2. It shall be prohibited to exercise the freedom of assembly for forcibly overthrowing the constitutional order, inciting ethnic, racial, or religious hatred, or advocating violence or war.

Article 9(1) concerns the requirements to notify the intention to hold an assembly:

To conduct a public assembly (hereinafter, assembly), the organizer shall give written notification to the authorized body, with the exception of assemblies with up to 100 participants, urgent and spontaneous assemblies.

Article 10 explains that the purpose of notification "is to ensure that the state can take the measures necessary for securing the natural and peaceful course of the assembly, as well as take necessary measures for protecting the constitutional rights of other persons and the interests of the public". Under Article 12, notification is to be presented no later than seven days and no earlier than 30 days prior to the assembly.

The Legal Framework on Use of Force During Assemblies

The Use of Force

International Legal Rules

Under international law, the duty on the state and its law enforcement agencies is to facilitate the enjoyment of the right of peaceful assembly. According to the 1990 United Nations Basic Principles on the Use of Force and Firearms by Law Enforcement Officials:

In the dispersal of assemblies that are unlawful but non-violent, law enforcement officials shall avoid the use of force or, where that is not practicable, shall restrict such force to the minimum extent necessary.

All force used by police and other law enforcement agencies must be necessary for a legitimate law enforcement purpose and proportionate to that purpose.

National Legislation

The use of force by the Armenian Police is regulated by the 2001 Law on Police. Article 29 of this law stipulates that the use of force and firearms shall be an "exceptional measure". 

The Use of Firearms

International Legal Rules

According to the 1990 United Nations Basic Principles, in the dispersal of violent assemblies, a law enforcement official may only use a firearm against a specific individual where this is necessary to confront an imminent threat of death or serious injury or a grave and proximate threat to life. 

National Legislation

With respect to firearms, Article 32(6) of the 2001 Law on Police provides that police officers are entitled to discharge firearms in case of, inter alia, "capturing or precluding the escape of the persons arrested on the suspicion of committing a grave or particularly grave crime against life, health, property, those having escaped from the places of detention or confinement, as well as in case of repulsing their violent attempts of release". This is more permissive than international law allows.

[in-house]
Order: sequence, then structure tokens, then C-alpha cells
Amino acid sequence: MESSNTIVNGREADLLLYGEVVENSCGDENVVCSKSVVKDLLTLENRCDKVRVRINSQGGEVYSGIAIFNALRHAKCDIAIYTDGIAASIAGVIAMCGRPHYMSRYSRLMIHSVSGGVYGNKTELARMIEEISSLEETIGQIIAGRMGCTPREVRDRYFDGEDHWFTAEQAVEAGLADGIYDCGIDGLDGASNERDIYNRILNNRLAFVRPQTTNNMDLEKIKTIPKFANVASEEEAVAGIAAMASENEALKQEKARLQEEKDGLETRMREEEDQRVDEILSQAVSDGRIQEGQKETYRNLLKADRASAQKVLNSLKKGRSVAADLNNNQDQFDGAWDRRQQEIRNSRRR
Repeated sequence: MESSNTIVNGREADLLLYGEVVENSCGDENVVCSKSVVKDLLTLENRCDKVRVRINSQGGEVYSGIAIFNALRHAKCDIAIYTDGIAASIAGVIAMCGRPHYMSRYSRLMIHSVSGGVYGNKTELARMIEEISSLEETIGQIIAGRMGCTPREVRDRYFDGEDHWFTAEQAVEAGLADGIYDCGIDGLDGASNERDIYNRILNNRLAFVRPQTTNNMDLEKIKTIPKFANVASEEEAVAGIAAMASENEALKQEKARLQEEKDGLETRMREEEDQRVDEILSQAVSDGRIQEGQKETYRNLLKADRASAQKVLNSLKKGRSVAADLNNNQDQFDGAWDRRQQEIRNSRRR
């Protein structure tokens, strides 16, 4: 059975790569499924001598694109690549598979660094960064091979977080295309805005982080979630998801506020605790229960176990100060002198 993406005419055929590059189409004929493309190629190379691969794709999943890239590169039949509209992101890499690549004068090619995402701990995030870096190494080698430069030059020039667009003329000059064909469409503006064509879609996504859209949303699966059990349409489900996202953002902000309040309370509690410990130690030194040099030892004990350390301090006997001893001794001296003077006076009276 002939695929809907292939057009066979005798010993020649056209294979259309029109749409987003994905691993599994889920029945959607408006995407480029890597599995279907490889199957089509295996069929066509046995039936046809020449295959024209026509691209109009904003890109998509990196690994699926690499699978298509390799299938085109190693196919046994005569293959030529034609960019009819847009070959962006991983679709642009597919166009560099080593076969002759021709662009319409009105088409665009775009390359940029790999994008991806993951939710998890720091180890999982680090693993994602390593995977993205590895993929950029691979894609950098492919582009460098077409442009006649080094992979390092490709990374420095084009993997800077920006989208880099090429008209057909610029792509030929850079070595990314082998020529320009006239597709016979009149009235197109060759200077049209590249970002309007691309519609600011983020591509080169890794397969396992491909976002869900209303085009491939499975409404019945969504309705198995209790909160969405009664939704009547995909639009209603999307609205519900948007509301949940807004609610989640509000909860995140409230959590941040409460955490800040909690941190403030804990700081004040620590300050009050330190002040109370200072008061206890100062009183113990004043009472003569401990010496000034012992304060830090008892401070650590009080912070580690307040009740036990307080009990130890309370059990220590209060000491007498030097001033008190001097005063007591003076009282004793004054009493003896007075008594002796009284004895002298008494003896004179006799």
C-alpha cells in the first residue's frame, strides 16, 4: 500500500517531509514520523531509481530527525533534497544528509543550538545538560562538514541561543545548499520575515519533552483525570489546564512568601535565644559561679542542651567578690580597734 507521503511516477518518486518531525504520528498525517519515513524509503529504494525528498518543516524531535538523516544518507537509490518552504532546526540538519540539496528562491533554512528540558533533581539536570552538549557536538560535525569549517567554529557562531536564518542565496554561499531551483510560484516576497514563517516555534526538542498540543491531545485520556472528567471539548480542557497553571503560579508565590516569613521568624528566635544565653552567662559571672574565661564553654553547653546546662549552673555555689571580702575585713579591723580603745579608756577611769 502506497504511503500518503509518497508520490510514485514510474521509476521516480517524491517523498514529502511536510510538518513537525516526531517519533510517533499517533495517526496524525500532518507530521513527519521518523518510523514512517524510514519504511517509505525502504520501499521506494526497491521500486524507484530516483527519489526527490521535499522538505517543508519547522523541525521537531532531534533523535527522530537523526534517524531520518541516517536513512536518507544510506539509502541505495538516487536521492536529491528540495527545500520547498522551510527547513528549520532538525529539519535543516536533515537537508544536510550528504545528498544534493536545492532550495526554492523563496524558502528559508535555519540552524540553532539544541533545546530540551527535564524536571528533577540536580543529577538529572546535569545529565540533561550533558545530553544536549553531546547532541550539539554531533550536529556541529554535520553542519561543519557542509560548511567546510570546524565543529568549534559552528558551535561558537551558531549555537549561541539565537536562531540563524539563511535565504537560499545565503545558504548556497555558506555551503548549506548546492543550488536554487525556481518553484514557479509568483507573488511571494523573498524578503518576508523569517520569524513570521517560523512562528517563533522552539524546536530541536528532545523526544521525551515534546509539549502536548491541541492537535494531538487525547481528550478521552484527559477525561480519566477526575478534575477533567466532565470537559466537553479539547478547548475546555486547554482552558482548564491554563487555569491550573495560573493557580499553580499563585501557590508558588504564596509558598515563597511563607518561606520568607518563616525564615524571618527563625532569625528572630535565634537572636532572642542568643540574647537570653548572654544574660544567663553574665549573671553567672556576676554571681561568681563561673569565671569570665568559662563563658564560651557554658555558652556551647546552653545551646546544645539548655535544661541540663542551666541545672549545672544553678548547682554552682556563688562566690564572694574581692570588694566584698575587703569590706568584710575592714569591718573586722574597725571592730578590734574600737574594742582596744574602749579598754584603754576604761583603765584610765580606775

State Compliance with its Legal Obligations

Views and Concluding Observations of United Nations Treaty Bodies

Armenia has not come before the Human Rights Committee in recent years. Its 2015 Universal Periodic Review did not address the right of peaceful assembly.

In its 2016 Concluding Observations on Armenia, the Committee against Torture expressed its concern 

at consistent reports of excessive use of force against protesters, including during the so-called Electric Yerevan protests of June 2015, when police used water cannons to disperse the demonstration and illegally detained 237 protesters. It is also concerned at the reported use of excessive force by law enforcement officials during the demonstrations of 17 to 31 July 2016, following the attack on a patrol service police regiment in Yerevan by a group of armed men....

The Committee called on Armenia to:

(a) Ensure that prompt, impartial and effective investigations are undertaken into all such allegations, that the perpetrators are prosecuted and that the victims are provided with redress;